Written by Simone Allan, Founder and Director of Mondo Search.
Money, money, money… It’s a topic that we all want to know more about, but we rarely are willing to talk about it even with our best friends.
How much shall I be paid? When considering a salary offering you also have to take into account the other company offerings - company leadership/culture, the challenge of the work, workplace benefits and career path options. Organisations also vary with pay parameters, whether the industry is high/low paying and profitable/unprofitable, or even company philosophy (e.g. rewarding well or providing low pay but with extra lifestyle benefits).
There are three instances where we negotiate salaries:
1. Starting a role: This is often a vulnerable time, as you seek the next step ahead. Keep your armour of confidence and list key strengths and capabilities that you bring to the position. UK Career Strategist John Lee stated that ‘when an employer extends a job offer to you, this is a critical moment’. Make the most of this honeymoon period, as any significant rise is unlikely for another 2-3 years
2. Being reviewed: This can be after probation, a yearly performance review or a promotion. Make sure again to be armoured with a list of your achievements and contributions. Have what is discussed in writing with a commitment from both parties.
3. When considering resigning: People leave more often for reasons other than money. Research shows that 9/10 times, being counter offered by your current employer with a pay rise or a promotion, usually still ends up with a resignation within 12 months. This is because people resign not over the money but over the other factors mentioned: company leadership/ culture, the challenge of the work, workplace benefits and career path options. If you know you are worth more with a competitor, then share your concerns with your employer privately. The only thing worse than a surprise resignation is an unwanted surprise resignation.
An Executive salary today encompasses reward systems to address different capabilities. Despite the dynamism of the Franchising industry, Executive salaries have not increased in line with CPI. This is ironic considering that utility/office costs has increased dramatically (ABS 2017). We started hiring for Franchising and Retail in 1996 and C level Executives were earning base salaries of $150K to $250K. 20 years later, average base salaries has moved marginally, averaging $180k-$250k. AON Hewitt (Executive Pay General Trends Paper- August 2017) state that there has been a push towards longer-term incentives - i.e. equity - to drive longer-term philosophies. The only real increase in average salaries has been across the discipline of CTO’s and CIO’s.
Steve Bianchini, our Senior Consultant at Mondo Search, has worked in the Franchise industry for many years and understands the difficulty of negotiating your salary within the Franchise world.
“Many mid to lower level roles in franchising are based on statutory awards for employees of franchisees. It is only in the higher management to C-Level roles for Franchisors that there may be any room for negotiation”.
Founder of Mondo Search Simone Allan says: The basic laws of supply & demand prevail. If you have scarce or unique senior experience with a trusted brand, then clearly you can demand a higher price for your services, whether that is as a full-time permanent employee or a contracted consultant”.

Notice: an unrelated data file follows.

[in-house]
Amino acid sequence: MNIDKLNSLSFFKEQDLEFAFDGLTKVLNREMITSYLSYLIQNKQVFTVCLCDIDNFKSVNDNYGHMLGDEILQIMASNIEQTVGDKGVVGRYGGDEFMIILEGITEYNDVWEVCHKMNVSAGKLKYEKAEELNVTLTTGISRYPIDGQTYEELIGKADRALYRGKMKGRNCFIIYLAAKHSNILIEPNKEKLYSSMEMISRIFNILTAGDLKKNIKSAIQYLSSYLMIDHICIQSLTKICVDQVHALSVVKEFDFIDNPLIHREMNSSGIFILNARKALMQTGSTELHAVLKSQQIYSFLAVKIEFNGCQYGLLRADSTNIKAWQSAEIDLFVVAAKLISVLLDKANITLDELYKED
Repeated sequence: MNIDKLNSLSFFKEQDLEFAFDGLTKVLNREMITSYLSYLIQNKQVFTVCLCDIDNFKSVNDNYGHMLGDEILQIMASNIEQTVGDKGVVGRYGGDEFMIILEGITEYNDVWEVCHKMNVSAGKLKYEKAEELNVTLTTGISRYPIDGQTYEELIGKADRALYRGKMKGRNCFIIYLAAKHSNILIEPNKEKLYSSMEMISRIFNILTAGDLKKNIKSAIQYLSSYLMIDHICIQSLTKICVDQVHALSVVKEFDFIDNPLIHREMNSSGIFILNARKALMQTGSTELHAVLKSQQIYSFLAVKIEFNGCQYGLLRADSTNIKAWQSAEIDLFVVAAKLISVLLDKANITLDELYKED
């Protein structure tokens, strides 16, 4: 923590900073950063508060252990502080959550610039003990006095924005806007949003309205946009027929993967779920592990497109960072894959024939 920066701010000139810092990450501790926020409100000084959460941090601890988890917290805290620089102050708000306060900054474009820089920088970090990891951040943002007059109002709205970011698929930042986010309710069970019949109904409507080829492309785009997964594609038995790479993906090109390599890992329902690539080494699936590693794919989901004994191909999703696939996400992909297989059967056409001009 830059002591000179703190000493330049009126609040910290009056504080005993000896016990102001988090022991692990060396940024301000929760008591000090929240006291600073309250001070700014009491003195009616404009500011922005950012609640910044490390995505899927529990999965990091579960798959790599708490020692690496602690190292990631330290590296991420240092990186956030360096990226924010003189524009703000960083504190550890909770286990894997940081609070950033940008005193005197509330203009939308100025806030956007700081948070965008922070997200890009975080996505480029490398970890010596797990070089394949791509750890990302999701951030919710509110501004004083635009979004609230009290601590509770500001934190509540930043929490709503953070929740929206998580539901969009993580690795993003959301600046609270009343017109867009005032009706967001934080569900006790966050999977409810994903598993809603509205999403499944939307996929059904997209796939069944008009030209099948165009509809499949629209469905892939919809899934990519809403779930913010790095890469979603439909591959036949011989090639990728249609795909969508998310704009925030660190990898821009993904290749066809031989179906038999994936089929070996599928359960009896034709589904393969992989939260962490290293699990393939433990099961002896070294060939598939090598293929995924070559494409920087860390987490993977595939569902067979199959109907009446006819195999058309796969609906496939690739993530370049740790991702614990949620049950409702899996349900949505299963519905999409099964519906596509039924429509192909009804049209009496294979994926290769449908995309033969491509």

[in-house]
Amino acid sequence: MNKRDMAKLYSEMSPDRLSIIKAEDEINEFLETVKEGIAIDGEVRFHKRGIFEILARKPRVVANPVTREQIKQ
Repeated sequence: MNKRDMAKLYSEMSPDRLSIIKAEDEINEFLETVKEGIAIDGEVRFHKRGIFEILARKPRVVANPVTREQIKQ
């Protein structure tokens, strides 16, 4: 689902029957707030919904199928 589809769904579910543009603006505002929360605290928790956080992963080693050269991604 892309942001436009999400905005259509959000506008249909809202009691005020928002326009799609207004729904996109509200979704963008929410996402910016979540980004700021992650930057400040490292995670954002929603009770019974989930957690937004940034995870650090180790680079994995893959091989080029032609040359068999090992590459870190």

“The market constraints of budget for the role though, will not always mean that a Franchisor can afford you and you may easily price yourself out of the market”.
“You will need to influence the Franchisor that they will get a significant return on their extra investment in you i.e. exponentially more market awareness, more product sales, more franchise sales or more operational efficiencies, that will more than compensate for the marginal cost of a higher salary”.
How to find what you’re worth
● Review average salaries using PayScale; Salary.com; LinkedIn Salary, Career Bliss.com and Glassdoor.com,
● Ask an expert (industry specialised recruiters can help). Mondo Search has a sound knowledge of pay scales, as we have interviewed over 24,000 Executives and placed over 2500 leaders in business.
● Know how strong your hand is by researching how in demand your skills are, as this can shift market conditions. Assess the demand/supply scenario in relation to you and the job market. Seek has helpful information on this.
● Believe in yourself. If you’ve done your research and assessed your market value thoroughly, you’re in a stronger position to negotiate. Use these tips when negotiating your salary:
● Pick your time - make sure you book the time for the “ salary conversation”
● Always be positive with points about your contribution and achievements. Speak with gratitude and excitement about your future.
● Set a range by establishing your target salary and being clear about your absolute bottom line. Be upfront and smart about when you flex your expectations within that range.
● Determine what other benefits are important to you, rank them by priority and value (such as extra annual leave, health benefits and flexible hours) and consider whether these are negotiable.
● Listen to your gut as it can anticipate whether a decision is right or wrong for your future.
● View negotiations as a joint-problem solving conversation.
● Finally Never burn bridges even if you (kindly) say no, as your career path could one day cross their own.
Simone Allan is the founder and director of Mondo Search and you can contact her via LinkedIn or at firstname.lastname@example.org.
The views expressed in this column are the author's own and do not necessarily reflect this publication's view, and this article is not edited by QSR Media. The author was not remunerated for this article.
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